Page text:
Scottish fold


  • 1 Introduction
  • 2 Breed Description
  • 3 Special Needs
  • 4 Breeders
  • 5 Disease susceptibility
  • 6 References



In 1961 a shepherd by the name of William Ross spotted the first known Scottish Fold cat at a farm near Coupar Angus in the Tayside Region of Scotland, Northwest of Dundee. Ross asked the owners if he could have one of the kittens, and proceeded to develop the breed from the original, Susie, a white barn cat. The unique thing about this cat was that her ears folded forward and downward on her head. The resulting look gave the impression of a “pixie”, “owl”, or “teddy bear” that has captured the hearts of many American cat fanciers and judges. The Scottish Fold was granted championship status by The Cat Fanciers’ Association (CFA) in 1978.


Breed Description

Scottish Folds come in few types: folded ear and straight (normal) ear as well as in longhair and shorthair coat varieties. The folded ear is produced by an incomplete dominant gene and is the result of a spontaneous mutation.

Over the last two decades the Scottish Fold has developed a look all in its own…even though allowed outcrosses include American Shorthairs and British Shorthairs. The Fold does not necessarily resemble the American Shorthair’s hard, powerful “working cat” body and squared-off muzzle. Nor does it look like the British Shorthair’s massive, compact body, short legs, and flat planed top-head. The Fold, instead, is a medium cat with a rounded, well-padded body and a short, dense, and resilient coat. It has large, round, broadly spaced eyes full of sweetness; well-rounded whisker pads and a short nose with a gentle curve in profile.

Scottish Fold kittens are born with straight ears. At about three to four weeks of age, their ears fold…or they don’t! It is usually around eleven to twelve weeks of age that the breeder can determine the quality (pet, breeder, or show). Presently only folded ear cats of Scottish lineage are permitted in the show ring, and naturally, every breeder wants to produce show cats. The straight ear progeny of Scottish Folds, nevertheless, are invaluable to the breeding program.

Due to the rarity of the Fold, and due to the fact that not every kitten born has folded ears, it is very hard for the supply to keep up with the demand.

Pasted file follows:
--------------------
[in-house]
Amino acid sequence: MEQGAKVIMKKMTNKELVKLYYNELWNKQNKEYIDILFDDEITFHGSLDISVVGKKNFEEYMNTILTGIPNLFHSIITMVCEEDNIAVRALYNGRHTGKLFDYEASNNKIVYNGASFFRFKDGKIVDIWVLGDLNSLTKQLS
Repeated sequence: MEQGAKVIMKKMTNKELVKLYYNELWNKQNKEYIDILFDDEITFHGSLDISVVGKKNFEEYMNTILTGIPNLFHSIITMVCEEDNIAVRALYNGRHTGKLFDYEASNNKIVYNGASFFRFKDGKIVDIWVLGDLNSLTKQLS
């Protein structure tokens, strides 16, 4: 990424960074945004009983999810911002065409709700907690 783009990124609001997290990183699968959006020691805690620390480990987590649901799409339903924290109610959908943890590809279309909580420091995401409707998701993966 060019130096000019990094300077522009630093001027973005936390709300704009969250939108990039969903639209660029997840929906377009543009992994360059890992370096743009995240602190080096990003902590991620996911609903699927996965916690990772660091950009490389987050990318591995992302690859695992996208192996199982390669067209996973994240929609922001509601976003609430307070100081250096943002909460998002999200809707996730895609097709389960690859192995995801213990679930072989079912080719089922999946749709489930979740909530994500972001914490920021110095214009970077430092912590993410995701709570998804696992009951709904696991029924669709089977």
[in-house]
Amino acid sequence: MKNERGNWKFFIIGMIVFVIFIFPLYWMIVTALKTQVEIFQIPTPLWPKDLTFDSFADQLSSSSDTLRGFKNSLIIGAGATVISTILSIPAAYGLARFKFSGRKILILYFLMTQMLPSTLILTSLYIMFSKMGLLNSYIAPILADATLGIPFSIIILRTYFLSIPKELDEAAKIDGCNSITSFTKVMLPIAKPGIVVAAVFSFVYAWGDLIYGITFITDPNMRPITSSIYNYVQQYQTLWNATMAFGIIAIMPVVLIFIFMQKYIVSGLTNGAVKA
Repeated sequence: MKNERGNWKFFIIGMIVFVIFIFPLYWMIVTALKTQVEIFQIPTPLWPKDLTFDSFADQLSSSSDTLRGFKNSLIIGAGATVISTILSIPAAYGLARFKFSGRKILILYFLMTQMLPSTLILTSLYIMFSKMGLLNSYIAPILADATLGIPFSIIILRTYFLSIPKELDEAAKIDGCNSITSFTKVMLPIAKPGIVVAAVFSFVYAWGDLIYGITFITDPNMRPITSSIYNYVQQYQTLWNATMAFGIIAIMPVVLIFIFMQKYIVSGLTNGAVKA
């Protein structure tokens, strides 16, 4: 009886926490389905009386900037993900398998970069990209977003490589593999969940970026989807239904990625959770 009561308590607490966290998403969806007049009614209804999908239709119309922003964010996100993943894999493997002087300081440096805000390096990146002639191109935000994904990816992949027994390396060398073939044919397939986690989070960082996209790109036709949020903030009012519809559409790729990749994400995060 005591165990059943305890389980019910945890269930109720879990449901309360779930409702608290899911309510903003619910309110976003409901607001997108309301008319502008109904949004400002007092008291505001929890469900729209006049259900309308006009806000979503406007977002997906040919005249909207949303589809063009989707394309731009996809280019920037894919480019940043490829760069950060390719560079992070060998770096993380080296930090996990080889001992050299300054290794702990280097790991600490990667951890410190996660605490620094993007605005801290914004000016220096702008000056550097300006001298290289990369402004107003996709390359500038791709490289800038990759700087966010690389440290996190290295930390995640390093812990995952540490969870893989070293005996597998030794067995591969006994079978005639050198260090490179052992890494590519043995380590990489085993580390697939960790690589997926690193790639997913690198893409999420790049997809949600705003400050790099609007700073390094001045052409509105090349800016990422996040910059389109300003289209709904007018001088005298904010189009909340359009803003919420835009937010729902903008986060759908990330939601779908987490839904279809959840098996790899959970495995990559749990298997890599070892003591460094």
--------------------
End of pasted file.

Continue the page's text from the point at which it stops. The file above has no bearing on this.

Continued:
Scottish Folds are hardy cats, much like their barnyard ancestors. Their disposition matches their sweet expressions. They have tiny voices and are not extremely vocal. They adore human companionship and display this in their own quiet way. Scottish Fold adapt to almost any home situation and are as comfortable in a room full of noisy children and dogs as they are in a single person’s dwelling. They don’t panic at shows or in strange hotel rooms, and they adjust to other animals extremely well. Scottish Folds come in any and all colors possible with the exception of those showing evidence of hybridization resulting in the colors chocolate, lavender, the Himalayan pattern or a combination of these and white.


Special Needs

A dominant gene is responsible for the folded ear mutation. If the gene is passed on by one of the parents, it is enough to produce a folded ear kitten. If both parents contribute the Folded gene, the kitten will most likely suffer from congenital osteodystrophy. This genetic condition can cause deformities such as fused tail vertebrae, splayed toes and thickened legs. Responsible breeders never breed two folded ear cats together. The two allowable outcrosses are British Shorthair and American Shorthair. The straight ear Folds are of great value to the Scottish Fold breeding programs also. Healthy Scottish Folds have no special grooming or health problems. They aren’t prone to ear mites or ear infections, as once suspected many years ago.




Disease susceptibility

Scottish fold osteodystrophy



1. Katareece Cattery

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